Playing to Israel’s Tune, The NY Times Turns Its Back on the Suffering in Gaza

The editorial team at The New York Times has told readers what to think about the latest ceasefire in Gaza: Hamas is to blame for the devastation, it says, and Israelis are feeling psychological and social pain in the wake of the attack.

“Making the Gaza Cease-Fire Last,” acknowledges the numbers of Palestinian dead but goes on to emphasize how awful this has been for Israelis. In a list of “important but less tangible costs,” it names not a single cost on the Palestinian side. We have nothing but Israeli concerns—the fear of rockets, strains on relations with the United States and international criticism.

Even a casual reader can see what is wrong here: This is all about Israel once again. Yes, the editors say, more than 1,800 Palestinians have died, but let’s look at how Israel is hurting.

Thus, on the list of intangibles, Israeli fears of rocket attacks (which have killed a total of three people) get mention, but there is nothing about the traumatized children of Gaza, who have seen their companions killed and have often suffered crippling injuries themselves. This is most certainly an “intangible” worth noting.

Also on the editors’ list is the fact that Israel’s assault has created “bitter strains” with its allies. This is more important in their eyes than a devastated health system in Gaza, the lack of potable water and tens of thousands of displaced persons.

The editorial also provides us with a list of conditions that should come out of negotiations between the parties. Here the editors give first place to the end of rocket attacks against Israel and a halt to the smuggling of weapons. Nothing is said about Hamas’s reasonable demand to end the blockade. Last on the list is “an international donors’ conference to rebuild Gaza.”

We should note that in proposing this conference, the Times is not saying Israel should help rebuild the structures and lives it has destroyed. This, as usual, would be up to the international community, even though Israel, as the occupying power, is obliged by law to provide for the people under its control.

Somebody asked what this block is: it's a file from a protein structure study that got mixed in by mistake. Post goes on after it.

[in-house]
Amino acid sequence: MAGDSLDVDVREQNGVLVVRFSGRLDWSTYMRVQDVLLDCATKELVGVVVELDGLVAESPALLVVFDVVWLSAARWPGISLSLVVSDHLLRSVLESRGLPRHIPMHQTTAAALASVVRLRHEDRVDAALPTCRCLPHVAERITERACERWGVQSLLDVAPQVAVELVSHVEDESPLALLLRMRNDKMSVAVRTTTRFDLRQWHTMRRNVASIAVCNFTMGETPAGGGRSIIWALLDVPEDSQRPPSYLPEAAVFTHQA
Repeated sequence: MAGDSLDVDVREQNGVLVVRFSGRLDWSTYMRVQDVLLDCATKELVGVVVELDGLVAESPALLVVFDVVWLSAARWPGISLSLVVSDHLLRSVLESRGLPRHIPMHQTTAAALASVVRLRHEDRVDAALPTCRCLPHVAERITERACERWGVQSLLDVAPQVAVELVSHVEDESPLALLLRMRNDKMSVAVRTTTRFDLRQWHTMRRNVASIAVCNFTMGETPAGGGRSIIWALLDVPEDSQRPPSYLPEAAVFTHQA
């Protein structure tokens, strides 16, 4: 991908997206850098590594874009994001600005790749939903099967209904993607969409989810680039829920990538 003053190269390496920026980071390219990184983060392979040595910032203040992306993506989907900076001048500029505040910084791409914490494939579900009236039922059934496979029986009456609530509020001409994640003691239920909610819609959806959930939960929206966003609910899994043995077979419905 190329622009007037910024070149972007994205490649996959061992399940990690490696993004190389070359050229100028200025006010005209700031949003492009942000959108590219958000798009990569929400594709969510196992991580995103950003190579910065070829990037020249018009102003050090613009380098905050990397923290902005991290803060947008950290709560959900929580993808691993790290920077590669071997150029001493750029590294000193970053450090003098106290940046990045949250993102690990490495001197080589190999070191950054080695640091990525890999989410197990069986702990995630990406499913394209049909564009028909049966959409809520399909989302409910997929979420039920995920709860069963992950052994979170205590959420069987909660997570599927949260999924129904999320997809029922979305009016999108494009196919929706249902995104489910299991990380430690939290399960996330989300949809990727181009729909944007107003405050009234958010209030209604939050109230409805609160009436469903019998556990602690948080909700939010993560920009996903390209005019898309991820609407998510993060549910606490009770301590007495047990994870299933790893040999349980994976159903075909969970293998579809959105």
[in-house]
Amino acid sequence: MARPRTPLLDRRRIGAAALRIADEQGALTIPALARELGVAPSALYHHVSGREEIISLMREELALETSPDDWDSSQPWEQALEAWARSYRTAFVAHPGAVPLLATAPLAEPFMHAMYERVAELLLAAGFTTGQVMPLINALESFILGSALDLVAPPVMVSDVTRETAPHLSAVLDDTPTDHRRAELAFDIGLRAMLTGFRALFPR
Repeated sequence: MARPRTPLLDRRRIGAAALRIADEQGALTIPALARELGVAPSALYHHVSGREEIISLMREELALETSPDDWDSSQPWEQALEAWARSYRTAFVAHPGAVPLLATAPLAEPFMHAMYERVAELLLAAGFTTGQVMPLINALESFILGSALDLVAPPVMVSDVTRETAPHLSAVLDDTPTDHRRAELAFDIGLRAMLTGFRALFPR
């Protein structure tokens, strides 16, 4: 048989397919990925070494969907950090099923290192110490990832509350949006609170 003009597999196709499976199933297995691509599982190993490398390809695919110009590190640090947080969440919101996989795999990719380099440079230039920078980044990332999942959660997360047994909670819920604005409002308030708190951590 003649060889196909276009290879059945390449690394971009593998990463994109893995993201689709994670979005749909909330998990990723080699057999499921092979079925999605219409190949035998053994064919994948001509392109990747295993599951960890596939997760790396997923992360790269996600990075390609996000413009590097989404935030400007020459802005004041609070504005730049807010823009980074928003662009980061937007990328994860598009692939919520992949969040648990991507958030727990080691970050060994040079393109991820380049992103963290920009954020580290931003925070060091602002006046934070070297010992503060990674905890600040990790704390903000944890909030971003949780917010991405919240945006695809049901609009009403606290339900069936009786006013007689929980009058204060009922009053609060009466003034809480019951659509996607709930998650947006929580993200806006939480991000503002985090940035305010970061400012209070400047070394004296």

The Times takes it cues from Israel, not from the international organizations working to help the people of Gaza nor, of course, from the Palestinians. Thus, we have no mention of the major issues highlighted in the latest situation report by the United Nations Office for the Coordination of Humanitarian Affairs, an organization experienced in tallying data and assessing needs in the occupied Palestinian territories.

This office, which draws on information from a number of groups, listed these urgent concerns:

  • “Thousands of explosive remnants of war are posing a major threat to children, farmers, [internally displaced persons] returning home and humanitarian workers.
  • “Alternative housing will be needed for the approximately 65,000 people whose homes have been destroyed or damaged beyond repair.
  • “373,000 children require psychosocial support.
  • “87,000 people are still in [United Nations Relief and Works Agency] shelters.”

None of this appears in the editorial today. It is not even news within the pages of the newspaper. All the concern is for Israel, although it is responsible for immense suffering. Once again Times editors have turned their backs on the anguish in Gaza, doing their best to have us look elsewhere, playing to the tune of Israel’s leaders.

Barbara Erickson

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